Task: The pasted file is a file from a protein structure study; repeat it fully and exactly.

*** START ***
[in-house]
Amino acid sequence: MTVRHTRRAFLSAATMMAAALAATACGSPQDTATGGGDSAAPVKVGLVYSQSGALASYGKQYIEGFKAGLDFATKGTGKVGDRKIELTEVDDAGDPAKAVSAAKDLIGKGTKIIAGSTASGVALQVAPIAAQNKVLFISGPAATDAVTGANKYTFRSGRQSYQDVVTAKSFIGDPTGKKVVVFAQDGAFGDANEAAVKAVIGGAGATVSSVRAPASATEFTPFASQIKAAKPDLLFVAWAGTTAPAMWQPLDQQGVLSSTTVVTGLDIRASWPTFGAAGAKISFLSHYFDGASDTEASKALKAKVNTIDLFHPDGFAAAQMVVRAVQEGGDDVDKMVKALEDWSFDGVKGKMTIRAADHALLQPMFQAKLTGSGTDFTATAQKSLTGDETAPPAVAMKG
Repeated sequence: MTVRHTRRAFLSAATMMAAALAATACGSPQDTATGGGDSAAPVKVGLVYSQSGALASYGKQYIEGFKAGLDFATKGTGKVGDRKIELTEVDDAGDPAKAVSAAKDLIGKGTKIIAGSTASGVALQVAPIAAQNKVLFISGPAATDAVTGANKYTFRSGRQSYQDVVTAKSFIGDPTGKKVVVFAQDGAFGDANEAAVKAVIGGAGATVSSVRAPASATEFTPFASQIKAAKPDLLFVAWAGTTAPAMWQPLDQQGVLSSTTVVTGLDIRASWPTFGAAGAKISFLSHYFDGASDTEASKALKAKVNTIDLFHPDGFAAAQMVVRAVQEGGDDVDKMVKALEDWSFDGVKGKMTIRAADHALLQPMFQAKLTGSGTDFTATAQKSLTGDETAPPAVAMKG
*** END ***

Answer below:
[in-house]
Amino acid sequence: MTVRHTRRAFLSAATMMAAALAATACGSPQDTATGGGDSAAPVKVGLVYSQSGALASYGKQYIEGFKAGLDFATKGTGKVGDRKIELTEVDDAGDPAKAVSAAKDLIGKGTKIIAGSTASGVALQVAPIAAQNKVLFISGPAATDAVTGANKYTFRSGRQSYQDVVTAKSFIGDPTGKKVVVFAQDGAFGDANEAAVKAVIGGAGATVSSVRAPASATEFTPFASQIKAAKPDLLFVAWAGTTAPAMWQPLDQQGVLSSTTVVTGLDIRASWPTFGAAGAKISFLSHYFDGASDTEASKALKAKVNTIDLFHPDGFAAAQMVVRAVQEGGDDVDKMVKALEDWSFDGVKGKMTIRAADHALLQPMFQAKLTGSGTDFTATAQKSLTGDETAPPAVAMKG
Repeated sequence: MTVRHTRRAFLSAATMMAAALAATACGSPQDTATGGGDSAAPVKVGLVYSQSGALASYGKQYIEGFKAGLDFATKGTGKVGDRKIELTEVDDAGDPAKAVSAAKDLIGKGTKIIAGSTASGVALQVAPIAAQNKVLFISGPAATDAVTGANKYTFRSGRQSYQDVVTAKSFIGDPTGKKVVVFAQDGAFGDANEAAVKAVIGGAGATVSSVRAPASATEFTPFASQIKAAKPDLLFVAWAGTTAPAMWQPLDQQGVLSSTTVVTGLDIRASWPTFGAAGAKISFLSHYFDGASDTEASKALKAKVNTIDLFHPDGFAAAQMVVRAVQEGGDDVDKMVKALEDWSFDGVKGKMTIRAADHALLQPMFQAKLTGSGTDFTATAQKSLTGDETAPPAVAMKG